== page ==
I have visited Tokyo, Kyoto, Nara, Osaka and Kobe in 7 days. I made sure my itinerary fits my 7-Day JR Pass. I wished I could have stayed more – maybe 14 days for a 14-day JR Pass and to maximize the allowable number of days in my visa. But it wasn’t the case. Hopefully next time I have the luxury of both time and money.
Japan is not an easy choice for me considering the fact that I am not an ‘urban’ person. My past travels would always lead me to where the ‘un-develops’ are because I am more into nature and culture. However, there is something in Japan that excites me – something I know I could appreciate and perhaps talk about over and over again.
Day 0 – The Excitement Begins
Being a Cebu Pacific fan that I am, I took Cebu Pacific flight from Manila to Osaka. We left Manila as scheduled and arrived in Osaka – Kansai International Airport a little past 8PM which is ahead of our expected time of arrival. Flying with Cebu Pacific is always this awesome experience for me.
Prior to flying, I have already decided to just stay at the airport and spend the rest of the night there since I have to convert my JR Exchange Order to JR Pass once their office opens at 5:30 in the morning.
After a sushi dinner – my first meal in Japan – I stayed in one of the nice benches near the JR Office. The airport became my home for 8 hours. It wasn’t a bad second home after all – it’s not crowded as there are no flights after 9PM (i think), nice and comfortable benches, 24 hours convenience store, etc, etc.
It may sound strange why my port of entry is Osaka and not Tokyo. The time I got my ticket, Cebu Pacific has no flights yet to Tokyo. Today, Cebu Pacific flies to Tokyo Narita, Nagoya and Osaka Airports.
Day 1 – The Nostalgia of Japan
Before 5:30AM, I already went to JR office at the second floor to convert my JR Exchange Order into a JR Pass. The office opened on time and the guy at the counter was courteous and very helpful. I managed to get JR Pass in barely a minute.
With the JR Pass on hand, I am now ready to explore Japan! So I immediately went to Platform 3 to catch the first train bound to Shin-Osaka Station. The travel time is roughly 30 minutes. From Shin-Osaka Station, I transferred to a bullet train (called Shinkansen) for my trip to Tokyo. It was my first time riding a bullet train and the experience was just awesome. I managed to get a seat on the left side for a supposed perfect view of Mt Fuji but since it was cloudy that day, I was not able to get a glimpse of the mountain.
We arrived Tokyo Station at around 11AM. Travel time from Shin-Osaka Station to Tokyo Station is 3 hours and 15 minutes.
From Tokyo Station, I transferred to Tokyo Loop Line (also known as Yamanote Line) which is still a JR Line so I can get to my hostel immediately.
After taking a quick rest in my room, I had my lunch in a “corner restaurant” near my hostel. I never thought that ordering a food is through the vendo machine outside. One staff assisted me as I do not know how to do it myself. It’s like buying a subway ticket after all! I ordered food based on the picture I saw. If it looks like ramen, it must be ramen when served!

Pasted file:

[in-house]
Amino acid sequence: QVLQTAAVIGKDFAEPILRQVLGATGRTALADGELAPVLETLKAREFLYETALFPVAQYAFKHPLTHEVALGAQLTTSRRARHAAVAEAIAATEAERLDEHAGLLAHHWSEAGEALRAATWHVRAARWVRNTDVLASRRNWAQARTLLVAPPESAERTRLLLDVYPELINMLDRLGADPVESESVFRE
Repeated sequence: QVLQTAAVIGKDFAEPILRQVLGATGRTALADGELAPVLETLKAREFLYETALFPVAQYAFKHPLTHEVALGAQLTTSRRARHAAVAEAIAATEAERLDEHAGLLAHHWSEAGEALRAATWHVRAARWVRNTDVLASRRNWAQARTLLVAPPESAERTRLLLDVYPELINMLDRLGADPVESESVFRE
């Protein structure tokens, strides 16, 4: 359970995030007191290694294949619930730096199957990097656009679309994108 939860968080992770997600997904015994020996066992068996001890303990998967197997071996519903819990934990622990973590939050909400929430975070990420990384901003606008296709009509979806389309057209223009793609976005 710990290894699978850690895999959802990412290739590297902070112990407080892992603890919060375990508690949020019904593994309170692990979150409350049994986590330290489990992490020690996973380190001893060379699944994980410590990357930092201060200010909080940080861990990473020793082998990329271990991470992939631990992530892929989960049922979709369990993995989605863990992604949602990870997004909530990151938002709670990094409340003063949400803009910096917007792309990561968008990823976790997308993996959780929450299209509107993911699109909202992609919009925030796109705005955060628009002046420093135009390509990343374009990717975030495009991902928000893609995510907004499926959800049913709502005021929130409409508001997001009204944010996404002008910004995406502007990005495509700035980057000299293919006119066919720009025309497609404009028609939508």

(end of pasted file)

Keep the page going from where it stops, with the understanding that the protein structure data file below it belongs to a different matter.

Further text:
After lunch, I went to Akihabara (Akihabara Station of the Yamanote Line). Shinjuku is famous because many big electronics stores are in the area which offer numerous computer, electrical home appliances products. Its like an electronics Mecca if I may say.
Then, I went to Tokyo Station – the nearest station to get to the Imperial Palace and Nijubashi Bridge. Only the East Park of The Imperial Palace is open to the Public. Nijubashi Bridge is just in front of the main entrance. Funny but I got lost here. Sometimes, you don’t know where is east or west if you don’t know where is north or south. Whatever!
One can not also miss the imposing architecture of Tokyo Station. The Tokyo Station is a renaissance-style building made of red bricks that was completed in 1914. It was restored as a 2-storey building after WWII but was reconstructed into its original in 2012.
At about 5PM, I went to Shibuya (Shibuya Station of the Yamanote Line). Shibuya Crossings is known to be Japan’s busiest crossing as literally hundreds if not thousands of people cross the street at the same time as the traffic light changes its color.
From here, I should have an easy access to Shinjuku – the world’s busiest station, but I did not dare to. Subway stations in Japan and its train networks are extremely extensive and getting lost is not an option but a reality.
After sipping some good coffee in Starbucks Shibuya and watching the magic of Shibuya Crossings, I went to Roppongi for dinner together with some friends. It was Jepoi’s idea that we try the ‘Best Ramen in Tokyo’ in his favorite Ramen House. My verdict? I am not a food critic or food expert myself but like real food, it tastes really good! As simple as that. LOL.
Since the night is still young and the view of Tokyo Tower is dazzling, we decided to take a lazy walk from Roppongi Hills to Tokyo Tower while enjoying a good conversation. Tokyo Tower is perhaps the city’s most iconic symbol. It was built in 1958 as a broadcasting tower and is still used until today. Many believe that Tokyo Tower is the city’s lucky charm and one must not fail to make a wish when paying a visit. I made one! I’ll let you know it its granted or not! LOL
Tired and almost drained, I went back to my hostel at about 11PM. I had some few beers before finally ending my first 24 hours in Japan!
I stayed at Oak Hostel Zen which is few minutes away from Uguisudani Station (also on the Tokyo Loop Line). Oak Hostel Zen is a perfect choice when in Tokyo. Apart from its friendly rate and convenient location, their staff are very accommodating and would always make extra effort to help. Apart from that, they really have nice and clean rooms with excellent facilities. The entire experience is worth a 4 star hotel! No joke.